By A.J. Windle
What’s the correlation between hitting your sales goals and leprechauns? Well, since it’s March, let me tell you how.
St. Patrick’s Day is right around the corner, and do you know what that means? Leprechauns, rainbows, and giant pots of gold. But the challenging part is finding the gold. First, you must find the rainbow and get to the end before it disappears. But how do you get to the rainbow before that happens?
With clear goals, a plan, and discipline, you will find that pot of gold, metaphorically speaking, of course.
Closing sales deals is like the journey to finding your pot of gold—a lot of challenges, obstacles, and some tough leprechauns . . . I mean prospects, along the way.
Find your pot of gold by setting and hitting your sales goals. Here are twelve metrics that support hitting your sales goals you should consider.
1. Outreach Attempts and Interactions per Day: The more outreach attempts, the more potential opportunities. Salespeople don’t love prospecting, but if you don’t search for that pot of gold, you’ll never find it.
2. Contacts per Day: This metric will help you understand how the interaction attempts contribute to your ability to speak with people.
3. Opportunities Created: Do you know how many conversations are becoming real opportunities with prospects? A small number of opportunities can mean many things. You or your sales leader can help determine what is and isn’t working by analyzing sales metrics. For example:
- Are you or your sales team communicating clearly?
- What’s the method used to determine a qualified lead?
- Can you identify a training opportunity based on knowledge or skill gaps?
4. Proposals: Proposals are the next step of opportunities. Are you sending a proposal for every opportunity? If not, why? Watch how the increased number of opportunities translates to sending a proposal. Please pay close attention to what your proposals include and where they fit in the sales process.
5. Conversion Percentage: Conversion focuses on the ability to close meaningful deals. Setting goals for converting proposals is sales 101.
6. Average Order Value or Size: This is a great goal to set. Consider minimum average order values to ensure your company can perform the work with an elevated level of quality and be profitable.
7. Cost per Sale: Work with your clients to understand their cost per sale goal and make that transparent to the rest of the team. This metric is a great lag indicator and will help you dive into your lead goals should you struggle to meet your objective.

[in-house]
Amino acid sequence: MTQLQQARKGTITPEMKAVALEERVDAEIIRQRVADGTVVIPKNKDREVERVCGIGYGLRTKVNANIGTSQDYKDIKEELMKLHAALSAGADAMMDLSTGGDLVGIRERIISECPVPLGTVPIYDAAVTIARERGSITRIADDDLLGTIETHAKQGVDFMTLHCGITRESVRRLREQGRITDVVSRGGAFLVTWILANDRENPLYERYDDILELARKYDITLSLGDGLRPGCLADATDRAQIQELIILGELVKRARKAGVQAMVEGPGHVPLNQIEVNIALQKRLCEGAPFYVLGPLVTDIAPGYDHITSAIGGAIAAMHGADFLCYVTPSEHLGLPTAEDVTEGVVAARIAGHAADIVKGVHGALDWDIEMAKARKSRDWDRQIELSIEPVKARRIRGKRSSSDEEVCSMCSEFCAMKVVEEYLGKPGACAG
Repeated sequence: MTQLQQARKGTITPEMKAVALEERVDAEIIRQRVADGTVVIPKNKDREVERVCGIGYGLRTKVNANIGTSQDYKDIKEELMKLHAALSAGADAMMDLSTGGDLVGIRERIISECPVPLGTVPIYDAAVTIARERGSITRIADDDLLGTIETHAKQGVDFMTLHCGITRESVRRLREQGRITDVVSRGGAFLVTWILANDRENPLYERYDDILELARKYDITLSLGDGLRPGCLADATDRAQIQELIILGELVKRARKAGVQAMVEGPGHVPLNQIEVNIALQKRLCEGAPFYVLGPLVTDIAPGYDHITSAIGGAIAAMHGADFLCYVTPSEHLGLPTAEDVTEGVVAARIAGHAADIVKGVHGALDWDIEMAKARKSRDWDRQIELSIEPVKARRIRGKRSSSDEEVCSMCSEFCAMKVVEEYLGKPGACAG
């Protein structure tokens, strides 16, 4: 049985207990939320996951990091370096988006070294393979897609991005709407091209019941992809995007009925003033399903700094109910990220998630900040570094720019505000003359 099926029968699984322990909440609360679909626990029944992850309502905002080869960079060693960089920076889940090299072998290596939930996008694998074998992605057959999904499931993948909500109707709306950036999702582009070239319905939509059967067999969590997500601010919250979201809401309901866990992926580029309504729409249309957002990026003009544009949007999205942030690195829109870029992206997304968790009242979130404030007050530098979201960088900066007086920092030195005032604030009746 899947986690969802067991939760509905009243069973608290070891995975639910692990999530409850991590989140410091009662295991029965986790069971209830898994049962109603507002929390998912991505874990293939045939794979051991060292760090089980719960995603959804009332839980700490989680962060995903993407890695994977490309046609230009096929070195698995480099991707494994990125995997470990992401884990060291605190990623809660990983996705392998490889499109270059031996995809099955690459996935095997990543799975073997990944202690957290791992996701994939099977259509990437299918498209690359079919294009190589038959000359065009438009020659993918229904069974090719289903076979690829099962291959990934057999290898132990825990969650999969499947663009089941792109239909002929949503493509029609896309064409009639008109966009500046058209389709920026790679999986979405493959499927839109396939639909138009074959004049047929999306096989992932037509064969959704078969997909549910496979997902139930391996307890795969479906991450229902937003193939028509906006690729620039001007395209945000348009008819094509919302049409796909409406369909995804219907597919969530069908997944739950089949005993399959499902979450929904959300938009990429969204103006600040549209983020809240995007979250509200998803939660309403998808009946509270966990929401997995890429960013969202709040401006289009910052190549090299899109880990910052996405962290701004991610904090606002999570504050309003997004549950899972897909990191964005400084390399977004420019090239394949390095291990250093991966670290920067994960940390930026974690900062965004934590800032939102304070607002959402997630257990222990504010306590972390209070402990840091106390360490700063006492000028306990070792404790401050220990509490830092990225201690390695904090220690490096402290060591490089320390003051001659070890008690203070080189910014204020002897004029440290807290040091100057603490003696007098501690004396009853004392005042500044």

8. Length of Sales Cycle: Time is money, and while you should always take the time to make sure you are solving your customers’ problems and developing a great solution, you should make every effort to close quickly.
9. Retention Percentage: It’s harder and more expensive to get new customers, so take care of the ones you have. Set a goal for retaining your existing book of business.
10. Increase the Lifetime Value: It’s less expensive to sell additional services to your existing clients than to find new ones. Uncover their pain points. And if you have a solution, offer it.
11. New Sales Revenue: Every salesperson should know how much new business they’re responsible for bringing in. Setting new business sales goals is a fundamental metric to set and work toward achieving.
12. Profit Margins: Set a minimum margin goal and make sure you know how to price products and services accordingly. Based on the changing economic climate, you should continually evaluate the minimum margin goal.
Conclusion: All of you ambitious sales executives and sales leaders, it’s time to set new sales goals using the metrics we covered to measure your path or your teams’ path to find the pots of gold at the end of your rainbows. Then focus on hitting your sales goals.
A.J. Windle is the director of client engagement at Quality Contact Solutions. He is responsible for ensuring innovation and key initiatives are accomplished for each QCS client on an ongoing basis. A.J.’s background in call center management includes training and operations. Reach A.J. firstname.lastname@example.org or 516-656-5106.